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SNAP for Gig Workers

Date: 
04/28/2021
Author: 
MLRI
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The Supplemental Nutrition Assistance Program (SNAP) can help you and your family buy food at supermarkets, grocery stores, and farmers markets. If you are a rideshare or delivery driver - or another type of “gig” worker - and you need food benefits, here’s what you need to know.

 

How do I apply for SNAP benefits?

The fastest way to apply is online or on your smartphone through DTA Connect: DTAConnect.com. You can apply by phone by calling the DTA Assistance Line at 1-877-382-2363 or calling a community organization like the Project Bread FoodSource Hotline at 1-800-645-8333. You can also apply by filling out a paper application to mail or fax to DTA.  Learn more at Mass.gov/SNAP.

 

How much SNAP will I get?

The monthly SNAP benefit amount is based on how many people you get SNAP with, countable income, and living expenses, such as rent or child care.

NOTE: During the COVID emergency, monthly SNAP benefit amounts are higher!  If you qualify, you will get at least the maximum SNAP amount for your household.  See chart

Household Size Max. SNAP

1

$234
2 $430
3 $616
4 $782
5 $929
6 $1,114
7 $1,232
8 $1,408
Each add'l member +$176

Many people with very low income or high expenses will get more than the amounts listed (up to $95 more)!

 

What counts as income for SNAP?

Most delivery and rideshare drivers are “independent contractors,” not employees. This includes drivers with: Uber, Lyft, UberEats, GrubHub, DoorDash, InstaCart, and many other app-based platforms. As an independent contractor, you get a tax form called a 1099 (such as a 1099-K, 1099-MISC, or 1099-NEC) instead of a W2.

Independent contractors are considered self-employed for public benefits like SNAP. The DTAConnect.com SNAP application asks for your “type” of income. For rideshare/delivery work, check off “self-employment.” Then list your estimated pre-tax net income in the field that asks for your "gross income.”

Pre-tax net income is what you make after taking out the costs of doing your work (business expenses), but before your income taxes and other pay deductions. You will need to prove your income and business expenses with DTA – it is ok to list an estimate on the application if you need time to collect proofs! See below for more information.

 

What expenses can I claim as a driver?

You can claim all work-related expenses that you are not reimbursed for. This includes:

  • Car mileage or vehicle costs  (**see below)
  • Tolls and parking (you can claim this in addition to mileage).
  • Platform/App related fees and commissions.
  • The cost of your cell phone and phone plan – but just the portion used for business (ex. a percent of your total bill). You can get an itemized phone bill from your provider to help you figure out what portion of your phone expenses went towards your job.
  • Supplies such as food and drinks for passengers, phone chargers and mounts, and mileage tracking software.

**You have TWO options for how to claim your vehicle expenses:

  1. You can claim miles you drive for work at the federal mileage rate ($.56/mile for 2021). The federal mileage rate covers your gas, car payments or leasing fees, car insurance, repairs, maintenance, and all other car related costs.   OR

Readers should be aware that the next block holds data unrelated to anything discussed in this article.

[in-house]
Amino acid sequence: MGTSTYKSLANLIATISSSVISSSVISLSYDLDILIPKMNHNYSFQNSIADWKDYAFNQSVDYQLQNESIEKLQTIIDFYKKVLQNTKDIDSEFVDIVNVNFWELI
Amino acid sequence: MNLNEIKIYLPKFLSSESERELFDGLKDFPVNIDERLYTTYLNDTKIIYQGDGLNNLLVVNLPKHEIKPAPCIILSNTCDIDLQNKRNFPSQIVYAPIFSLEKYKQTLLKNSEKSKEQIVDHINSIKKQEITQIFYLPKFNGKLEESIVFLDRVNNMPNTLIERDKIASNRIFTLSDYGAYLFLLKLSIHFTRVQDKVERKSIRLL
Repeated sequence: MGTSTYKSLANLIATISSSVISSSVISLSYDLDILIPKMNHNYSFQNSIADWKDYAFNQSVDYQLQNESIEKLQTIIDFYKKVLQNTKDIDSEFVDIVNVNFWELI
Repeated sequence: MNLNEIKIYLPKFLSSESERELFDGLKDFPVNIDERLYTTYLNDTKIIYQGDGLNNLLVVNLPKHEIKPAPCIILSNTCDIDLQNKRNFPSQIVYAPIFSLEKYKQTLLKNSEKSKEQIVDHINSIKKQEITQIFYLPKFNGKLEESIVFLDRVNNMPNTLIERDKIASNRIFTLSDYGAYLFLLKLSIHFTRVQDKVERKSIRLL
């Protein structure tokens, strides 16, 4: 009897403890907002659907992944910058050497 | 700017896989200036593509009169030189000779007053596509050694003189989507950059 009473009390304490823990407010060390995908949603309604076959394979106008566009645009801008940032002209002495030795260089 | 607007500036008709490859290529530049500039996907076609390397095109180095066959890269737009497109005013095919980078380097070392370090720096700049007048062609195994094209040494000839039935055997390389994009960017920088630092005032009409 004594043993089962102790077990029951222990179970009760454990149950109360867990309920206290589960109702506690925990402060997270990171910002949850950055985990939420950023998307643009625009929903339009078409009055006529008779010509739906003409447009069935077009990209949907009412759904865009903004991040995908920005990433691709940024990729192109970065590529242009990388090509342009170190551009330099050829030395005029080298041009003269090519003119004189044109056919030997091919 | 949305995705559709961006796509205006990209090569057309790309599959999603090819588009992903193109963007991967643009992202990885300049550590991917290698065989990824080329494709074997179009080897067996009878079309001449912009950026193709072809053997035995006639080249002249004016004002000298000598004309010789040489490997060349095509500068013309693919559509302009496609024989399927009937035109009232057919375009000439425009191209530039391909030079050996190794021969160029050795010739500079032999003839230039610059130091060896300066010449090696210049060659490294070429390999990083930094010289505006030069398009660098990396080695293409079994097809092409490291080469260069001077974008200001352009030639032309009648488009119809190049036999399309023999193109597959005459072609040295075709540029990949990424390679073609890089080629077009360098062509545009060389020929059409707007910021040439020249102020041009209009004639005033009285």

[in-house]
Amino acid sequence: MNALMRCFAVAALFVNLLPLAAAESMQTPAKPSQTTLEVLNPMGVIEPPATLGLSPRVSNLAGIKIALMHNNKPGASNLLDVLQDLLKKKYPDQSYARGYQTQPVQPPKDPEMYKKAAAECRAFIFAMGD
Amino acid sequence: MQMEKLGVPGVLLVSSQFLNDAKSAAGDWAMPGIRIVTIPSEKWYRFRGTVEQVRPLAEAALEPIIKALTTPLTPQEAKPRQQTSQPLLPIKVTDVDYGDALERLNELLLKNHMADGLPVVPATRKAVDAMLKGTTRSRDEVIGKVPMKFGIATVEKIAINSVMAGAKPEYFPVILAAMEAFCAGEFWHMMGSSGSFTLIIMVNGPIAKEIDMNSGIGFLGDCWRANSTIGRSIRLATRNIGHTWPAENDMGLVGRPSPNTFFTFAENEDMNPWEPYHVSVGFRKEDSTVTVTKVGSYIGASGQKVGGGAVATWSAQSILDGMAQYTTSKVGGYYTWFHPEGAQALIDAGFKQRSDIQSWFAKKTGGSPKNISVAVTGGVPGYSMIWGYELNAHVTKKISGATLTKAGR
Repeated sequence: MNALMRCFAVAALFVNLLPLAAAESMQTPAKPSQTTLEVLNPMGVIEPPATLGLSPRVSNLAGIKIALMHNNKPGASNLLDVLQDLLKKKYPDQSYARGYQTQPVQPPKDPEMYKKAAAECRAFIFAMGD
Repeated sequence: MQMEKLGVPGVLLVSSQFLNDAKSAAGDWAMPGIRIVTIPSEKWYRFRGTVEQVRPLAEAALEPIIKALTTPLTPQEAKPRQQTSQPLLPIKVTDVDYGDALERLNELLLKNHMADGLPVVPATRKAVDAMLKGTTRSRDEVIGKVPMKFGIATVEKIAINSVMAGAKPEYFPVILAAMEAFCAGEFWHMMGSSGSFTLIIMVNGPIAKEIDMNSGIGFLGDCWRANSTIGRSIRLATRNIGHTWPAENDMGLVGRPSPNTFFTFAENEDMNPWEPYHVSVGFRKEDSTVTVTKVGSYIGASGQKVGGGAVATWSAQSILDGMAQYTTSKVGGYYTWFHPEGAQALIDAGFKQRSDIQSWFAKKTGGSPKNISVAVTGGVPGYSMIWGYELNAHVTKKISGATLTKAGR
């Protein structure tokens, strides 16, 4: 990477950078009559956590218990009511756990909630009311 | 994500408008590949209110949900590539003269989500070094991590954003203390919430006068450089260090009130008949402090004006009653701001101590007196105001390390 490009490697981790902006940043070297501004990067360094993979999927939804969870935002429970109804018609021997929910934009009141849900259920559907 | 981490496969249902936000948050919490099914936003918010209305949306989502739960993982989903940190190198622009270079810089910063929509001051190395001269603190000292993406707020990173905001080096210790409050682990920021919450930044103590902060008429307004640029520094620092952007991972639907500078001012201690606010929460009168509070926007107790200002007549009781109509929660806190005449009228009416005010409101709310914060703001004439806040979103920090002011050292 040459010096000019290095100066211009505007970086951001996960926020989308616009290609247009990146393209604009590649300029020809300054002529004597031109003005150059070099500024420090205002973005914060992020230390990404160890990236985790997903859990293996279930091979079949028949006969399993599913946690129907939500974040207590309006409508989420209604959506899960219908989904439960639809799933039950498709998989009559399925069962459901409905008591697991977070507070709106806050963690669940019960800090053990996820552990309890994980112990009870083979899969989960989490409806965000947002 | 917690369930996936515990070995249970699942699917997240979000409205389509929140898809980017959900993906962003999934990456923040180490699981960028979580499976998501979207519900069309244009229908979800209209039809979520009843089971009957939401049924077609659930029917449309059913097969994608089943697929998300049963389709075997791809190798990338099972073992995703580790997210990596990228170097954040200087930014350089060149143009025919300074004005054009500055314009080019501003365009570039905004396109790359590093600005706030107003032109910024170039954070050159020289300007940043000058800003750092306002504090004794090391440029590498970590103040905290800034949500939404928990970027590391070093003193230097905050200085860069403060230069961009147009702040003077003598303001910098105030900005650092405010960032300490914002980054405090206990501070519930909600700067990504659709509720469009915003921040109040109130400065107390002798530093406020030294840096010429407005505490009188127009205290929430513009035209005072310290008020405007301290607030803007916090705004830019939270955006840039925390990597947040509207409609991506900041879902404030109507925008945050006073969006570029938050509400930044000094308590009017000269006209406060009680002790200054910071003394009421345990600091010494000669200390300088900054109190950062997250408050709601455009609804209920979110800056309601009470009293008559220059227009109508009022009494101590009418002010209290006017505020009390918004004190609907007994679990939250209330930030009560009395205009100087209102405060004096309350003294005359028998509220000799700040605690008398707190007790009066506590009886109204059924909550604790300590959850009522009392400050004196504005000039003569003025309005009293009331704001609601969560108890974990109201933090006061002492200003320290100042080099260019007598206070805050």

2. You can claim actual car expenses. Be sure to track miles you drive for work vs. personal use to figure out what portion of your car expenses were for your job.

 

How do I prove my net income and business expenses for SNAP?

Send DTA any of the following:

  • A detailed and signed statement of your most recent monthly or quarterly income and itemized expenses, also known as a “Profit/Loss Statement.” (See example next page);
  • A copy of your “Schedule C” tax record. Your Schedule C is usually from last year’s tax return. Submit the Schedule C only if your current income/expenses are similar to last year’s;  OR
  • A statement from an accountant or any other proof of your current income.

You can send DTA proofs on the DTA Connect mobile app after you apply for SNAP, or through DTAConnect.com. You can also fax or mail them. DTA will mail you a notice if they think you need to send in more proofs. 

 

What are my rights I if I am denied SNAP?

Look at DTA Connect to learn about your application status or to see copies of notices DTA mailed you. If you disagree with DTA’s decision, you can:

  • Call the DTA Assistance Line at 1-877-382-2363 to talk with a SNAP worker or supervisor to ask why you were denied. Ask them what you need to do to get your case approved.
  • Call the DTA Ombuds’ office at 617-348-5354 and ask them to review your case. 
  • Request a hearing if you disagree with DTA’s decision. You can fill out the appeal form on the back of the DTA denial notice OR call the Division of Hearings to make a verbal request for a hearing at 617-348-5321. Your hearing will be with an independent hearing officer by phone.
  • Contact your local Legal Services office for legal advice or representation: Masslrf.org

 

Sample Profit/Loss Statement

If you do not have a recent Schedule C – or if your Schedule C is out of date – you can create a “Profit/loss statement. Below is a sample Profit/Loss statement for a 3 month period. You can write this by hand, use an online spreadsheet, or fill out a free template (such as this).

Be sure to give as much detail as you can about your income and expenses. Sign and date the Profit/Loss statement and send it to DTA.  You are not required to submit additional proof of your income or expenses unless DTA has questions about the information you provided.

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